Report from December 23rd, 2018
Duncan Ross and I went backcountry skiing in British Columbia, Canada, yesterday.
The walk was long, the snow deep.
The sun never shone.
The fog hung on tree and rock face.
After walking for hours, we gave up on the goal of the day – hidden pillows.
On our way down, we found them.
We hiked up and dropped all we could.
The pillows were glorious, the snow exquisite.
We thrilled in falling through the air into billowy fluff in the half-light.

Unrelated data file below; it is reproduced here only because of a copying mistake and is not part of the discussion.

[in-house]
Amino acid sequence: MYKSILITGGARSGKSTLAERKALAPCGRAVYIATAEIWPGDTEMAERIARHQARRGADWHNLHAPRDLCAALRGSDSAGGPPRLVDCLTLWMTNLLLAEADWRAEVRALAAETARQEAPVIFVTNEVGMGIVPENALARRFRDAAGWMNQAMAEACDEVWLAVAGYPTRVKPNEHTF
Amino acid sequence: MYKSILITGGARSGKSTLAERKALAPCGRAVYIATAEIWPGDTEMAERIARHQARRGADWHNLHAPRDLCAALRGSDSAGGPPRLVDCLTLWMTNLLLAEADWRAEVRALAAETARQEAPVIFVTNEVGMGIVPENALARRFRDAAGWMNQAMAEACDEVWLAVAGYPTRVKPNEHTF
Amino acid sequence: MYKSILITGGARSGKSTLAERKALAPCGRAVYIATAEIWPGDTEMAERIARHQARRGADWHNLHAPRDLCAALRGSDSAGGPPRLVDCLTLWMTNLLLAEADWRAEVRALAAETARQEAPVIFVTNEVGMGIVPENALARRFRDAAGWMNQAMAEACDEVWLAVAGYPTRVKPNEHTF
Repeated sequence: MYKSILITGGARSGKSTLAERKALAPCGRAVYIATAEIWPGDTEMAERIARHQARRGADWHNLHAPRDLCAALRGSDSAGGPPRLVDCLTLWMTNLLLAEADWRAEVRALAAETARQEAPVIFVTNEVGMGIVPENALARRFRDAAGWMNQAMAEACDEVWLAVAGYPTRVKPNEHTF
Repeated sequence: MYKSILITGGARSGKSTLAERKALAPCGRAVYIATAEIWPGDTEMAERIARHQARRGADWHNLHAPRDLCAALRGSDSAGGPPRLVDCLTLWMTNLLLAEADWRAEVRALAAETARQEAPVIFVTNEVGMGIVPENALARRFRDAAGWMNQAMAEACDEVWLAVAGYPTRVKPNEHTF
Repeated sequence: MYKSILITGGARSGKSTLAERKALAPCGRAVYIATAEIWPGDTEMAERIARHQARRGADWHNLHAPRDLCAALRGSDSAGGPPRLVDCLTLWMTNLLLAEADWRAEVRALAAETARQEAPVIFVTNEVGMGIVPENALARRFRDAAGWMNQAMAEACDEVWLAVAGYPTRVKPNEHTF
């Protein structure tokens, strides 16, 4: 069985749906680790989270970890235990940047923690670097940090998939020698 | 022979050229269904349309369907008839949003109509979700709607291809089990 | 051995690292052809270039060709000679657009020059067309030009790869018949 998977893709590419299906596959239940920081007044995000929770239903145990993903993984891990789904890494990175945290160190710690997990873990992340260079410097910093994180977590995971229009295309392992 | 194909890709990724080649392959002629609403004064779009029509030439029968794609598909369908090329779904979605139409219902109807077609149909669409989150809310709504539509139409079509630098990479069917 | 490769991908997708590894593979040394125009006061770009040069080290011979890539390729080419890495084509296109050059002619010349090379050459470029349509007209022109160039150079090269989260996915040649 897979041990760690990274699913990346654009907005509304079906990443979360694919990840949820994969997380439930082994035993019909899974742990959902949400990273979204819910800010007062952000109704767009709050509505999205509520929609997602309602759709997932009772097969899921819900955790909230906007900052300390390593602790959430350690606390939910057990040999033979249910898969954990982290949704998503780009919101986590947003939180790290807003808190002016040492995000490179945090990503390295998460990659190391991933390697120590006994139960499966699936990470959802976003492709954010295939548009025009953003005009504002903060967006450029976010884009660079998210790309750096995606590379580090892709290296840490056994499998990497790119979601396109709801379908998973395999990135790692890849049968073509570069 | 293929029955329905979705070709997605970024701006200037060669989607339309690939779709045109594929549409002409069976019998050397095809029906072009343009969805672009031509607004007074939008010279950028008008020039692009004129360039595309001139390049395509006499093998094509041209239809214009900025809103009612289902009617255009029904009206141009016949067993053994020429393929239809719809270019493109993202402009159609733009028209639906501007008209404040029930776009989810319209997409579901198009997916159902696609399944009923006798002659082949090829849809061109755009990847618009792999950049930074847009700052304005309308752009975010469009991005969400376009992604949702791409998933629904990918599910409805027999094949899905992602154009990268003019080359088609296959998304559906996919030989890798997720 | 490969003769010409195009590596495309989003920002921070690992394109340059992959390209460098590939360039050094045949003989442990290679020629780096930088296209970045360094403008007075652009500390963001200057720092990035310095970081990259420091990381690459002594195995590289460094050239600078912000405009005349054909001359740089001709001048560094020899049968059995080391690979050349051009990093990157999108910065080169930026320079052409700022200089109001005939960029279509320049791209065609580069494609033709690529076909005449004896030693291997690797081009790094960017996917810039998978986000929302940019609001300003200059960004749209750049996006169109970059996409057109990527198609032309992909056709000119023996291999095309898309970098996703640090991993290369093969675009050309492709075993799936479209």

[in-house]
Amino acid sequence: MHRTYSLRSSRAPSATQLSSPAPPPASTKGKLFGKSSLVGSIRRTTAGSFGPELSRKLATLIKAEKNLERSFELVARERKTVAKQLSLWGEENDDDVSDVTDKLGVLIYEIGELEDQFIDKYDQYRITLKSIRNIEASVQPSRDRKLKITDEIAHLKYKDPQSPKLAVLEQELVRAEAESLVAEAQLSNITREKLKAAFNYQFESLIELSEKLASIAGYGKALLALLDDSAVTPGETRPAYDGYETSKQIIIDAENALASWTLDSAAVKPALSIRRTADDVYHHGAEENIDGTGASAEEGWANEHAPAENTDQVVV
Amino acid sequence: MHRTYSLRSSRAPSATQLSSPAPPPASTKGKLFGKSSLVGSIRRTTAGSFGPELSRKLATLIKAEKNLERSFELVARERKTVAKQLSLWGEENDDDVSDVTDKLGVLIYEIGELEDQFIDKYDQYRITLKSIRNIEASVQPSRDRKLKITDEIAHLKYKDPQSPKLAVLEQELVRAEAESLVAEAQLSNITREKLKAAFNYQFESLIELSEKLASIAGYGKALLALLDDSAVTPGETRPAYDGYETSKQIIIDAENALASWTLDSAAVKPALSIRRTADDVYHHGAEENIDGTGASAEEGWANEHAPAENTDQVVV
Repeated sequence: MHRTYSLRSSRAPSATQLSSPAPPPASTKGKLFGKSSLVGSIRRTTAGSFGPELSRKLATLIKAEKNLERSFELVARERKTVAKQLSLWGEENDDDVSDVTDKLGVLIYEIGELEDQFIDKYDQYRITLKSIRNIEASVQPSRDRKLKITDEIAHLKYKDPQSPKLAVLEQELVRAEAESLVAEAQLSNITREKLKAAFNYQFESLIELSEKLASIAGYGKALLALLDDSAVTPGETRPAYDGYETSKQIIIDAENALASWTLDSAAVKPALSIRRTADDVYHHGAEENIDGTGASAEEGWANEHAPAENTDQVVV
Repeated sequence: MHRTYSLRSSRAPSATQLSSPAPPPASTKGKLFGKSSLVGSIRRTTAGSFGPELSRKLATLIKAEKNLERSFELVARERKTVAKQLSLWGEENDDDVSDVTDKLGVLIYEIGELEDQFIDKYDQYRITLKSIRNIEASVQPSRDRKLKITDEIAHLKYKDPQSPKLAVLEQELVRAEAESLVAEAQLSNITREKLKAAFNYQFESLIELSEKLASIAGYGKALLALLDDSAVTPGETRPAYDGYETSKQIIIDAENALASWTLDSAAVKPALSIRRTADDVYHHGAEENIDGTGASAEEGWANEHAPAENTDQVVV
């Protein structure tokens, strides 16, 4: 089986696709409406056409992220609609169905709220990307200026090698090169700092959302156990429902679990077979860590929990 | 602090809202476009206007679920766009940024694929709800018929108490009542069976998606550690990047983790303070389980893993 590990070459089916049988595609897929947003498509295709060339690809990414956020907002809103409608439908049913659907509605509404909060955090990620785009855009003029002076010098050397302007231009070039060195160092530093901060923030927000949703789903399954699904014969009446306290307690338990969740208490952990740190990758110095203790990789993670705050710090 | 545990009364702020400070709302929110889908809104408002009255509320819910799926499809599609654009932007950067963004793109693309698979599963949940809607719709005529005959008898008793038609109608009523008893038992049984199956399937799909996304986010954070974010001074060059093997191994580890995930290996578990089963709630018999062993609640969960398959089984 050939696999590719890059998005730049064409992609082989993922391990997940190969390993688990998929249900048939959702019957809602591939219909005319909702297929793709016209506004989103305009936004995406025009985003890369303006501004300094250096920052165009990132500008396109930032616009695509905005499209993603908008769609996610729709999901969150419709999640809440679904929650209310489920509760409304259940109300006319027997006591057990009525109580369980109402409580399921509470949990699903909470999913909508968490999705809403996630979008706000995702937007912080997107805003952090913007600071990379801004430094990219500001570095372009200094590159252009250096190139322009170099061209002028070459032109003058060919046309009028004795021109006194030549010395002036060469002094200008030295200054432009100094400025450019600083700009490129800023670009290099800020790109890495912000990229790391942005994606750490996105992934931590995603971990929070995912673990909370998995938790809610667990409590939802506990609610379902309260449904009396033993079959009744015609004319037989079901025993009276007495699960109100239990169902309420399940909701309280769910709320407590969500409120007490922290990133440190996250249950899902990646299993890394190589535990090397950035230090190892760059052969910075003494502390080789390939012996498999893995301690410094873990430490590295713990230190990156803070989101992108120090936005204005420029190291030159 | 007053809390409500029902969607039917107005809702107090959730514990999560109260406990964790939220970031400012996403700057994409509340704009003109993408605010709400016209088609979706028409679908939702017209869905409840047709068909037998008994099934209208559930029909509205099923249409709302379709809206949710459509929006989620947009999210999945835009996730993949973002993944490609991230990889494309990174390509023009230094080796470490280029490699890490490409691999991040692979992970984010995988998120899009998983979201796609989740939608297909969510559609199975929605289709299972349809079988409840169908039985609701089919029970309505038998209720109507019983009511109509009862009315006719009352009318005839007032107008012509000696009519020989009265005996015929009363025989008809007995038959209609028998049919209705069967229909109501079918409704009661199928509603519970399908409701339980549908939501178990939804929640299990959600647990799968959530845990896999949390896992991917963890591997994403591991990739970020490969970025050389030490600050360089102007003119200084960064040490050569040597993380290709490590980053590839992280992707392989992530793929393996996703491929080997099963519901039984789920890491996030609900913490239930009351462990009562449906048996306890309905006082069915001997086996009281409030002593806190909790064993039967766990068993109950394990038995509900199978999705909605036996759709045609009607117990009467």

We finished the pillows, wiped the snow off our chins, pulled out our headlamps, and began down in the twilight of the shortest day of the year.
The twilight turned to gloom, the gloom to darkness.
Our headlamps turned the dark and gloom into a dreamland.
Snowflakes shot through our light beams like sparks.
Faceshots were waves of white that flashed blindingly and disappeared.
A lingering, powder-filled slope littered with small pillows had us hooting.
The trail home was a video game with tree branches swiping at us like ghouls from above.
Ducking, weaving, eyes racing.
We slid into the parking lot exalted, exhausted, relieved after having chalked up a quick visit to a bizarre, dreamlike, deep winter nighttime world.